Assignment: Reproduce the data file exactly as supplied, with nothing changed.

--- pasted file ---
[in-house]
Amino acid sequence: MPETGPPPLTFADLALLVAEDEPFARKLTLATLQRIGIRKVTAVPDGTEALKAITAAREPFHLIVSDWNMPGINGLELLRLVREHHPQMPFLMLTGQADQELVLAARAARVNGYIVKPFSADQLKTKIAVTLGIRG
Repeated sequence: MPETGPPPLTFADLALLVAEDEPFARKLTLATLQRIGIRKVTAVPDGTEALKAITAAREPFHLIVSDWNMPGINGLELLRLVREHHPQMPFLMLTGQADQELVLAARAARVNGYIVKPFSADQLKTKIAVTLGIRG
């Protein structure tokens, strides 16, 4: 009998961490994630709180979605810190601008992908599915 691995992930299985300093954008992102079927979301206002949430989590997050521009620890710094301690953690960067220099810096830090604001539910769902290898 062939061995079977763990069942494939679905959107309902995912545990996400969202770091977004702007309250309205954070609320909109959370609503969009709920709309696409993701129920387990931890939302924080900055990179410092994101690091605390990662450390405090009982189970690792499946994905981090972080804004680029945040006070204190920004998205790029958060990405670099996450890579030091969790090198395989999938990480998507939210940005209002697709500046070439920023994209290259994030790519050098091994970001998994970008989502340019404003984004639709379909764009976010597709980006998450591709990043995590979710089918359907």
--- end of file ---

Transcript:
[in-house]
Amino acid sequence: MPETGPPPLTFADLALLVAEDEPFARKLTLATLQRIGIRKVTAVPDGTEALKAITAAREPFHLIVSDWNMPGINGLELLRLVREHHPQMPFLMLTGQADQELVLAARAARVNGYIVKPFSADQLKTKIAVTLGIRG
Repeated sequence: MPETGPPPLTFADLALLVAEDEPFARKLTLATLQRIGIRKVTAVPDGTEALKAITAAREPFHLIVSDWNMPGINGLELLRLVREHHPQMPFLMLTGQADQELVLAARAARVNGYIVKPFSADQLKTKIAVTLGIRG
């Protein structure tokens, strides 16, 4: 009998961490994630709180979605810190601008992908599915 691995992930299985300093954008992102079927979301206002949430989590997050521009620890710094301690953690960067220099810096830090604001539910769902290898 062939061995079977763990069942494939679905959107309902995912545990996400969202770091977004702007309250309205954070609320909109959370609503969009709920709309696409993701129920387990931890939302924080900055990179410092994101690091605390990662450390405090009982189970690792499946994905981090972080804004680029945040006070204190920004998205790029958060990405670099996450890579030091969790090198395989999938990480998507939210940005209002697709500046070439920023994209290259994030790519050098091994970001998994970008989502340019404003984004639709379909764009976010597709980006998450591709990043995590979710089918359907």